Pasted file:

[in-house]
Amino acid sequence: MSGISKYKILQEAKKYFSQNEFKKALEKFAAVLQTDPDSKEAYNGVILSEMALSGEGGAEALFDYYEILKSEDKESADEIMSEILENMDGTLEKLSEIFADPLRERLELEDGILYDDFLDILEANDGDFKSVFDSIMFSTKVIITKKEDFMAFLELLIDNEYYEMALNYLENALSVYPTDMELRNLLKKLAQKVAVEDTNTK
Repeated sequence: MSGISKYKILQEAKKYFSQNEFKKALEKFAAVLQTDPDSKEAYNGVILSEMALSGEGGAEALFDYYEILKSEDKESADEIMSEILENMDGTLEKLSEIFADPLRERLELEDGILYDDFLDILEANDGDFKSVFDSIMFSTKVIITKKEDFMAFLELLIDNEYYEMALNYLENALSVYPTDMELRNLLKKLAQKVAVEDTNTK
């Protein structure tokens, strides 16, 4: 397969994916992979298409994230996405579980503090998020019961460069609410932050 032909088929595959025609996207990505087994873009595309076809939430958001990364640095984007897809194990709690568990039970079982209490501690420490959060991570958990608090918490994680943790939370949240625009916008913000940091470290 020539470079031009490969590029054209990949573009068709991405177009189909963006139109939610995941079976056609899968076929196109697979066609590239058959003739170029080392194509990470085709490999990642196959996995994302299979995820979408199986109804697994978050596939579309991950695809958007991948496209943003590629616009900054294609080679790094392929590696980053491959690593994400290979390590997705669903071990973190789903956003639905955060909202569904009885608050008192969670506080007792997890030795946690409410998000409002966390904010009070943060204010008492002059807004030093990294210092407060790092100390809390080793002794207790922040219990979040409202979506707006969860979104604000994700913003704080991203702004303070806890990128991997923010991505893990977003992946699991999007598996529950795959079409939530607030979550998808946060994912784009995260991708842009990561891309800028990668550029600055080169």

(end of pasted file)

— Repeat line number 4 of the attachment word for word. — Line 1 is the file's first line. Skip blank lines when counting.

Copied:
């Protein structure tokens, strides 16, 4: 397969994916992979298409994230996405579980503090998020019961460069609410932050 032909088929595959025609996207990505087994873009595309076809939430958001990364640095984007897809194990709690568990039970079982209490501690420490959060991570958990608090918490994680943790939370949240625009916008913000940091470290 020539470079031009490969590029054209990949573009068709991405177009189909963006139109939610995941079976056609899968076929196109697979066609590239058959003739170029080392194509990470085709490999990642196959996995994302299979995820979408199986109804697994978050596939579309991950695809958007991948496209943003590629616009900054294609080679790094392929590696980053491959690593994400290979390590997705669903071990973190789903956003639905955060909202569904009885608050008192969670506080007792997890030795946690409410998000409002966390904010009070943060204010008492002059807004030093990294210092407060790092100390809390080793002794207790922040219990979040409202979506707006969860979104604000994700913003704080991203702004303070806890990128991997923010991505893990977003992946699991999007598996529950795959079409939530607030979550998808946060994912784009995260991708842009990561891309800028990668550029600055080169």